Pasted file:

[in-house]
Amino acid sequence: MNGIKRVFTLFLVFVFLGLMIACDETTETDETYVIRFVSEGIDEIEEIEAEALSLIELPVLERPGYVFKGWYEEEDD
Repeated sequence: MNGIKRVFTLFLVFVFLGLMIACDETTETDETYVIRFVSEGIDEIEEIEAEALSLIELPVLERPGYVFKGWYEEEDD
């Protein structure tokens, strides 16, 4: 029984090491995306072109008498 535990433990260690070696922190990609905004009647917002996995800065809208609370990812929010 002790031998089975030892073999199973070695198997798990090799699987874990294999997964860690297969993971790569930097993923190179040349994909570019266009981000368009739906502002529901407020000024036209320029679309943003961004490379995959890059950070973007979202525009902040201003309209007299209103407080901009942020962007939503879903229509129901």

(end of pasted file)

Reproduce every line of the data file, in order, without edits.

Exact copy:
[in-house]
Amino acid sequence: MNGIKRVFTLFLVFVFLGLMIACDETTETDETYVIRFVSEGIDEIEEIEAEALSLIELPVLERPGYVFKGWYEEEDD
Repeated sequence: MNGIKRVFTLFLVFVFLGLMIACDETTETDETYVIRFVSEGIDEIEEIEAEALSLIELPVLERPGYVFKGWYEEEDD
């Protein structure tokens, strides 16, 4: 029984090491995306072109008498 535990433990260690070696922190990609905004009647917002996995800065809208609370990812929010 002790031998089975030892073999199973070695198997798990090799699987874990294999997964860690297969993971790569930097993923190179040349994909570019266009981000368009739906502002529901407020000024036209320029679309943003961004490379995959890059950070973007979202525009902040201003309209007299209103407080901009942020962007939503879903229509129901």